WASHINGTON — Americans pulled back from buying new homes in May, reversing strong gains made in April as sales fell sharply in the Northeast and West.
New-home sales declined 6 percent last month to a seasonally adjusted rate of 551,000 from a downwardly revised 586,000 in April, the Commerce Department said Thursday. Still, sales are 6.4 percent higher year-to-date. Job growth and ultra-low mortgage rates have helped drive the increase, though the data can be volatile from month to month and across regions.
New-home sales have rebounded from the depths of the housing bust, though builders have focused on the upper echelon of buyers. The shift to the luxury market means that fewer new homes are being built, but the new homes are typically selling for higher prices.
May's median sales price was up 1 percent from a year ago to $290,400. That figure would likely have been higher if not for the steep monthly declines in the pricier Northeast and Western regions.
Northeast sales slumped 33 percent from April to May while the West suffered a 15.6 percent decline. Sales barely slipped in the South but improved 12.9 percent in the traditionally affordable Midwest.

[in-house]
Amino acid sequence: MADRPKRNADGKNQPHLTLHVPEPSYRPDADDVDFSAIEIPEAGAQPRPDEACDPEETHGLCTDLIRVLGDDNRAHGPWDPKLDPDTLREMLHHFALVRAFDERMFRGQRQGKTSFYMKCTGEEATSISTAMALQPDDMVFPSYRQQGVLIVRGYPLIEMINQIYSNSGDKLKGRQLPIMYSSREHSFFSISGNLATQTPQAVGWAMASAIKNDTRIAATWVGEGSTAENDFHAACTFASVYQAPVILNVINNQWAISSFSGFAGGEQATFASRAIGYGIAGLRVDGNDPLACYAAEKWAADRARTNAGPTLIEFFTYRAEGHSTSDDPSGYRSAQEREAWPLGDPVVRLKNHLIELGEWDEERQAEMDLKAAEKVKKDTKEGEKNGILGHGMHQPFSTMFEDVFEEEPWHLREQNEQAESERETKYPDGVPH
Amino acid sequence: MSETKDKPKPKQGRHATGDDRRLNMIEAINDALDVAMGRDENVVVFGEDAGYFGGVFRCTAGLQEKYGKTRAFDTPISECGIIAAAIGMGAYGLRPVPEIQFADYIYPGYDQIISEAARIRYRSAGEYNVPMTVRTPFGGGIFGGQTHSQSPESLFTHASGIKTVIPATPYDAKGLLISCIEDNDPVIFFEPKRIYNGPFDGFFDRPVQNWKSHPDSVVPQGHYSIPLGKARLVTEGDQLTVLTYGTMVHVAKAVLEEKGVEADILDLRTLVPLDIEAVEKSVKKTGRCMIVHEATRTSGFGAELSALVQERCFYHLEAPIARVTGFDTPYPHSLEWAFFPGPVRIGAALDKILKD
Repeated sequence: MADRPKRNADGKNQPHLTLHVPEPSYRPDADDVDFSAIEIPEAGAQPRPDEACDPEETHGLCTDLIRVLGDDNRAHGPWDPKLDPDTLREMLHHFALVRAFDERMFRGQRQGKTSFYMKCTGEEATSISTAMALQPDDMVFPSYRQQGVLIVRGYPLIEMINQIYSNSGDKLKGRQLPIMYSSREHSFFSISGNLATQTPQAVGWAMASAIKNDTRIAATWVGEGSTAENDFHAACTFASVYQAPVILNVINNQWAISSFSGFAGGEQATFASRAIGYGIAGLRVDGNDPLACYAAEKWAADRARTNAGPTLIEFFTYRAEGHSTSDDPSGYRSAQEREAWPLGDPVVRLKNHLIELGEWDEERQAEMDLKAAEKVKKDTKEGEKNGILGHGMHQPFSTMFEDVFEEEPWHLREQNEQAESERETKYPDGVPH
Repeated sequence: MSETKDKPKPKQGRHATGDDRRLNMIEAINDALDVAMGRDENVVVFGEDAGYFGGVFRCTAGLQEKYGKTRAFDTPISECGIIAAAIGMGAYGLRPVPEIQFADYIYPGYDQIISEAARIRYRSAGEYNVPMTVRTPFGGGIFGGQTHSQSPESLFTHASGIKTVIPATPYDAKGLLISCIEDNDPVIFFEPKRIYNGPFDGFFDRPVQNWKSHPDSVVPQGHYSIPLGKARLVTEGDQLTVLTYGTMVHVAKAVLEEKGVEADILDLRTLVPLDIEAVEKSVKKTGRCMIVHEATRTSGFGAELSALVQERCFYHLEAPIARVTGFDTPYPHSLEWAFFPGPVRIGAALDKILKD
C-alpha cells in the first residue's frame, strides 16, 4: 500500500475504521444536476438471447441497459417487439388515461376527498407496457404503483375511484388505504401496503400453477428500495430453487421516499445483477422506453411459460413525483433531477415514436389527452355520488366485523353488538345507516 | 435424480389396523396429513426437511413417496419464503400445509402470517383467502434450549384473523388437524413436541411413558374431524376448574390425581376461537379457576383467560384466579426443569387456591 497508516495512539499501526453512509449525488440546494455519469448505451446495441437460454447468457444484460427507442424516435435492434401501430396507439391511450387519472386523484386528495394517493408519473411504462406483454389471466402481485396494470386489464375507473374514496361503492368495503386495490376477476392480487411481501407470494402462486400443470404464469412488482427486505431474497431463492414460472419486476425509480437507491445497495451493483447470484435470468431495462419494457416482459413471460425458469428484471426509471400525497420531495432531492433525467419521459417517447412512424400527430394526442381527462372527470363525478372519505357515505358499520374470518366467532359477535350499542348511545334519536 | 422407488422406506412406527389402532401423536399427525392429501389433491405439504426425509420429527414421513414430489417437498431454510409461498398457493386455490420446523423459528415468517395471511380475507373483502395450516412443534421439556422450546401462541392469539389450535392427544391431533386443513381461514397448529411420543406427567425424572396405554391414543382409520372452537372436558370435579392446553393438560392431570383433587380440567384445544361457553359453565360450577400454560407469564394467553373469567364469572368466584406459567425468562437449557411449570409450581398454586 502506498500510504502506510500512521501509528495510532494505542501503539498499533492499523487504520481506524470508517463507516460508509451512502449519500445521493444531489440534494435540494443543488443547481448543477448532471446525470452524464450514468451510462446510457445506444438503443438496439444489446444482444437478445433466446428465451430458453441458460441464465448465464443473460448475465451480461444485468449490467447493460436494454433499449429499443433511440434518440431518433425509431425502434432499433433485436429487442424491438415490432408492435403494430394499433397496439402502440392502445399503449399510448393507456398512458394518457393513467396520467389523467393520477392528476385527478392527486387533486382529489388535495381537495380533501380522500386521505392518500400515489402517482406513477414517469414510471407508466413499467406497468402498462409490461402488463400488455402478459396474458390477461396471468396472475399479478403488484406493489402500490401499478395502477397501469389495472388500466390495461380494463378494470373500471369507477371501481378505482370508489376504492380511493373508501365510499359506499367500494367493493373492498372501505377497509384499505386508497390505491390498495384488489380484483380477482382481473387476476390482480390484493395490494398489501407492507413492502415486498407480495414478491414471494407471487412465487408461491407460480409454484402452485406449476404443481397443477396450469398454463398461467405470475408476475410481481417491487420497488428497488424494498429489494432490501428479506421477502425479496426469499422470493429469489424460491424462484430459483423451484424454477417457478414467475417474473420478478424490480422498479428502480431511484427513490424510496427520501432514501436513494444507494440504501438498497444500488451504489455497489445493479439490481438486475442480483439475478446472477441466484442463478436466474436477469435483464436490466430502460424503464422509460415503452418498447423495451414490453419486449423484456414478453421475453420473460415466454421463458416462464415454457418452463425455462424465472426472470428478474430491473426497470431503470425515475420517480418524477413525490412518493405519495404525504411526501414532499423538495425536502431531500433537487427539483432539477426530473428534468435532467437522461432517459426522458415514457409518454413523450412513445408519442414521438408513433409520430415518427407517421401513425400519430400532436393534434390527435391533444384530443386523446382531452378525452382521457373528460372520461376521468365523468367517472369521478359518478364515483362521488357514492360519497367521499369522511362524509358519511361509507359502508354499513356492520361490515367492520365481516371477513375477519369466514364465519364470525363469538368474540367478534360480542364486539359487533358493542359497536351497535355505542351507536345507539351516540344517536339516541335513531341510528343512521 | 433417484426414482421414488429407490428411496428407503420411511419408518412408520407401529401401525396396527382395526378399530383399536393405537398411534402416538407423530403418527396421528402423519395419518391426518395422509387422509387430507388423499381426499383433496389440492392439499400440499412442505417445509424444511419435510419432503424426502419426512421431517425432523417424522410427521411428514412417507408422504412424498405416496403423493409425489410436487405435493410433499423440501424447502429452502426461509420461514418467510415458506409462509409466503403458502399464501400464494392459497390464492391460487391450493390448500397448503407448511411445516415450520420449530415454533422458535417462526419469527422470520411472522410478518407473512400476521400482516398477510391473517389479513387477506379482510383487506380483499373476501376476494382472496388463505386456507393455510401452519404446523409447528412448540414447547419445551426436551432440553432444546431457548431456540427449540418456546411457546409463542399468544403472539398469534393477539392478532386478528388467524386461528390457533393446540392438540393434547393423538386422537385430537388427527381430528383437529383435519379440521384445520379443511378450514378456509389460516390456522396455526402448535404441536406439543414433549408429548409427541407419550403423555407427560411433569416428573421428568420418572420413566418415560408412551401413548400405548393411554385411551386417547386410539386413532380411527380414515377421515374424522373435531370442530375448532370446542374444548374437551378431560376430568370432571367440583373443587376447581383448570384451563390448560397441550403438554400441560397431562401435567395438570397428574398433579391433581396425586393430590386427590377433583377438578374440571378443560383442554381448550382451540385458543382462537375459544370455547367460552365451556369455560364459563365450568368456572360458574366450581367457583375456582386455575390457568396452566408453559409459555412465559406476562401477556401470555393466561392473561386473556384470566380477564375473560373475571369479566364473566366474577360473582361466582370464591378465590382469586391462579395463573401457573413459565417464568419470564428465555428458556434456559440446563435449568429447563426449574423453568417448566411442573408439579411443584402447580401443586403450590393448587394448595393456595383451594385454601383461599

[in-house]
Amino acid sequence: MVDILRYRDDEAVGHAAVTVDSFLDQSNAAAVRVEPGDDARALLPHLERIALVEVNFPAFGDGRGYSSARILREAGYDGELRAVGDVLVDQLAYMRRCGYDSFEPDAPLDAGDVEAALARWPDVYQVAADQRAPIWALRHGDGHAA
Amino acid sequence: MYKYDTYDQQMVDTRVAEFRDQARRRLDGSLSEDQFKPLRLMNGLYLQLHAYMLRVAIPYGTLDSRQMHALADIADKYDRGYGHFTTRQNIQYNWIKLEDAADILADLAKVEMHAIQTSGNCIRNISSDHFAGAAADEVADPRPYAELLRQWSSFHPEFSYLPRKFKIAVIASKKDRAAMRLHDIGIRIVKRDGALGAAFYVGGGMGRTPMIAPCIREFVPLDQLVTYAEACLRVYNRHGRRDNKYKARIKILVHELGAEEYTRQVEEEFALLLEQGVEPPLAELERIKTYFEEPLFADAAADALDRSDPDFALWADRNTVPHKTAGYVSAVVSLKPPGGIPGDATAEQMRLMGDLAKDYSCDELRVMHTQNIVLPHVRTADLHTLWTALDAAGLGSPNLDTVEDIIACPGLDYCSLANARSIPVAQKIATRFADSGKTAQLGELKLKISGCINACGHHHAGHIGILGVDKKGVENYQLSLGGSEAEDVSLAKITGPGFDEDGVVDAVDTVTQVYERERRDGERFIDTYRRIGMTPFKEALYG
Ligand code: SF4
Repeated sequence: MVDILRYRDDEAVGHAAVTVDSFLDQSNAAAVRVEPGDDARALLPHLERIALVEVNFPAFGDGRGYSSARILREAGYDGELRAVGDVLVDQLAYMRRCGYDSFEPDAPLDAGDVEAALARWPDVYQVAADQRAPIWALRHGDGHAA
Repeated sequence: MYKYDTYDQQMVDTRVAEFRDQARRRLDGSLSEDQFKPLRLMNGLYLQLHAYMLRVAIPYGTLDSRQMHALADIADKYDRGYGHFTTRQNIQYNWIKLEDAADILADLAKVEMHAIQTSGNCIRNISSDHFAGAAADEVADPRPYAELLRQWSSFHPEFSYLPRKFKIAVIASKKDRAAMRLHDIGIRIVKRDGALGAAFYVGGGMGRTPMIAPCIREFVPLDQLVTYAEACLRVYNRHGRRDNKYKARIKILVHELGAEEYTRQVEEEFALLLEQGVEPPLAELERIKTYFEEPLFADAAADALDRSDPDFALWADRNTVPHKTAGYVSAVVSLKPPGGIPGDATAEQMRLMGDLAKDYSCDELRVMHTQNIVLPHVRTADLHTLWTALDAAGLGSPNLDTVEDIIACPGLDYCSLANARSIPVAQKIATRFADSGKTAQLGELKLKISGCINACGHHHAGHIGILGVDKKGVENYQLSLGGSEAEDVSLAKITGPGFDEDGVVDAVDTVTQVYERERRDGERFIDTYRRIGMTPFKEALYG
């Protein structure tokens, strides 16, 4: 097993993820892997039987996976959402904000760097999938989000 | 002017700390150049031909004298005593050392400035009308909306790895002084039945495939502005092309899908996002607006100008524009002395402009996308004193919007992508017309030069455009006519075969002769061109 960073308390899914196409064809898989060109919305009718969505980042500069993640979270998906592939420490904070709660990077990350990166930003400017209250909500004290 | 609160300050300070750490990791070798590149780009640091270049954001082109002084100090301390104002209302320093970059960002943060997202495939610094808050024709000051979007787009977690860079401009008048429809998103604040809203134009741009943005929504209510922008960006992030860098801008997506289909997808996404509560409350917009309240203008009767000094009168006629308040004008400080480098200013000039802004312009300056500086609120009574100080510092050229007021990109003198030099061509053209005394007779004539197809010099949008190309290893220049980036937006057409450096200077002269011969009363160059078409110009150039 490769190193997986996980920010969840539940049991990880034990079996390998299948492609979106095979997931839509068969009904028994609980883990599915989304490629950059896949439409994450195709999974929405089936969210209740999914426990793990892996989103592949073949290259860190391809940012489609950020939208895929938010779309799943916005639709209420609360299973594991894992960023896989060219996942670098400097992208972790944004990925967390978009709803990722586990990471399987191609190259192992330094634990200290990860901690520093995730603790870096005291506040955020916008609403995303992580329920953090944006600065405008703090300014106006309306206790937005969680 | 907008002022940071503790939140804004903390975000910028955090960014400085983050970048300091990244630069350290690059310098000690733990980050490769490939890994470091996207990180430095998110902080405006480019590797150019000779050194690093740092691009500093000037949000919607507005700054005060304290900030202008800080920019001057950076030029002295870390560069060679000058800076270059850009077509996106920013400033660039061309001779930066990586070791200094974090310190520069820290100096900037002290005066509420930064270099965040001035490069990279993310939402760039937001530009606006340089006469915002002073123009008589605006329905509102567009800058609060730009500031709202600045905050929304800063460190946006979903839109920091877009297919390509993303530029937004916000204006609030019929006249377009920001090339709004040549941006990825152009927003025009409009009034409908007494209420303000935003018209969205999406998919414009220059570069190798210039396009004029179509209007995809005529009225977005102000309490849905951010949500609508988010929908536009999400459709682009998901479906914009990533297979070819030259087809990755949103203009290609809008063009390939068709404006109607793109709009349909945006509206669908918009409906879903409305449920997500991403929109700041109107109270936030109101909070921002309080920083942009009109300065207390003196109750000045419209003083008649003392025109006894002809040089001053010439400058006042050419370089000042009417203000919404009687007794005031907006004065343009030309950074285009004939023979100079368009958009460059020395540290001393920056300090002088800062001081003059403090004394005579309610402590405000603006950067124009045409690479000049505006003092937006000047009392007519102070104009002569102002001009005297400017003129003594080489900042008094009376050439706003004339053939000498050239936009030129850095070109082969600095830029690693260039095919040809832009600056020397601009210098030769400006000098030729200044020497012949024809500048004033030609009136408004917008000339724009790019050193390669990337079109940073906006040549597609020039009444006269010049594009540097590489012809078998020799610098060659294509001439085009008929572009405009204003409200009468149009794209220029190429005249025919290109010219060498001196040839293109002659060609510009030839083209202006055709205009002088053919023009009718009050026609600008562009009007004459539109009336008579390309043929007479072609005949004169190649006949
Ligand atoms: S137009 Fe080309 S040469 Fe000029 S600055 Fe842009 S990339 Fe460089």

Higher price points generally help boost builders' profit margins. But they also mean marketing to a smaller pool of potential buyers and constructing fewer homes. Despite recent gains in new-home sales, the current rate lags behind the historical average of roughly 650,000 a year.
Nor has construction necessarily relieved supply pressures. Fewer existing homes have come onto the market.
Sales of existing homes reached a seasonally adjusted annual rate of 5.53 million, the best since early 2007. Yet the number of listings has sunk 5.7 percent from a year ago, meaning that prices are rising as homebuyers face fewer options.
Some buyers have been able to handle those price gains thanks to low mortgage rates. Mortgage buyer Freddie Mac said the average 30-year fixed-rate mortgage fell to 3.54 percent last week from 4 percent a year ago.